- US has opened $11 billion base in South Korea
- US has been trying for 30 years to move its headquarters out of Seoul
- 25,000 people, including family members, contractors, present in new base
But for all its invocations of the American heartland, this growing town is in the middle of the South Korean countryside, in an area that was famous for growing huge grapes.
"We built an entire city from scratch," said Col. Scott Mueller, garrison commander of Camp Humphreys, one of the U.S. military's largest overseas construction projects. If it were laid across Washington, the 3,454-acre base would stretch from Key Bridge to Nationals Park, from Arlington National Cemetery to the Capitol.
"New York has been a city for 100-some years, and they're still doing construction. But the majority of construction here will be done by 2021," Mueller said. (New York was actually founded nearly 400 years ago.)
The U.S. military has been trying for 30 years to move its headquarters in South Korea out of Seoul and out of North Korean artillery range.
Since the end of World War II, the military has been based at Yongsan, a garrison that had been the Imperial Japanese Army's main base during Japan's occupation of the Korean Peninsula. It is in the middle of Seoul and just 40 miles from the demilitarized zone that separates the two Koreas.
The South Korean and American governments have been talking since 1987 about moving the headquarters away from Yongsan, but political and funding issues had slowed the process. Protests broke out a little over a decade ago when Pyeongtaek, a sleepy rural city 40 miles south of Yongsan, was chosen as the new site.
Now, the $11 billion base is beginning to look like the garrison that military planners envisaged decades ago.
The 8th Army moved its headquarters here this month, and there are about 25,000 people based here, including family members and contractors.
There are apartment buildings, sports fields, playgrounds and a water park, and an 18-hole golf course with the generals' houses overlooking the greens. There is a "warrior zone" with Xboxes and Playstations, pool tables and dart boards, and a tavern for those old enough to drink.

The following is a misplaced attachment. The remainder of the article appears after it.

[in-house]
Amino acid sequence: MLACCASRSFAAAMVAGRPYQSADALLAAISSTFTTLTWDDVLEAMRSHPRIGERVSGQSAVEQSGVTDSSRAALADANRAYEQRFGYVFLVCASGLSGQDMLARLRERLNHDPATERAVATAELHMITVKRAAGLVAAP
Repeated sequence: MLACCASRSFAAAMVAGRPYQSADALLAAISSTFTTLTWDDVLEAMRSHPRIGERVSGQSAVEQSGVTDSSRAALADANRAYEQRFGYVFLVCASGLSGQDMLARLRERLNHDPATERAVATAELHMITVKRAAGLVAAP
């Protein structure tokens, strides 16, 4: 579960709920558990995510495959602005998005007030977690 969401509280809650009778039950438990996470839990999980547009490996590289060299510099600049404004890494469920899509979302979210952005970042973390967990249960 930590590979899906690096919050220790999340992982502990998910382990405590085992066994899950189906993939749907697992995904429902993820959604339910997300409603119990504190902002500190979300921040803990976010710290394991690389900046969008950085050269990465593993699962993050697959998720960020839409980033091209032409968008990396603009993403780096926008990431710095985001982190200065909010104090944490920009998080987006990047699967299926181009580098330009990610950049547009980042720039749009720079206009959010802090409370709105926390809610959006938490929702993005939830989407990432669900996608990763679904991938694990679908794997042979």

Starting in August, there will be two elementary schools, a middle school and a high school. A new, 68-bed military hospital to replace the one at Yongsan is close to completion.
That is in addition to the airfield, tank training areas and firing ranges.
When it is finished, the base will be able to house precisely 1,111 families and a total of about 45,500 people.
But it's not just bigger; it's much more modern than the garrison at Yongsan, Mueller said. It has state-of-the-art communications technology and is a more "hardened" site to protect against a possible North Korean attack.
"Down here we're a little bit further from the action, and that helps buy us some strategic decision space should anything happen," Mueller said. "We've been able to create the facilities needed to keep up with the pace of modern warfare and modern communications technology."
Although the recent concerns about North Korea have centered on its rapidly evolving ballistic missile capability, the Kim regime has a huge amount of conventional artillery lined up on its side of the border that would be able to inflict significant damage on Seoul in a short time. It is this concern that has restrained American presidential administrations from launching a preemptive strike on North Korea's nuclear weapons facilities.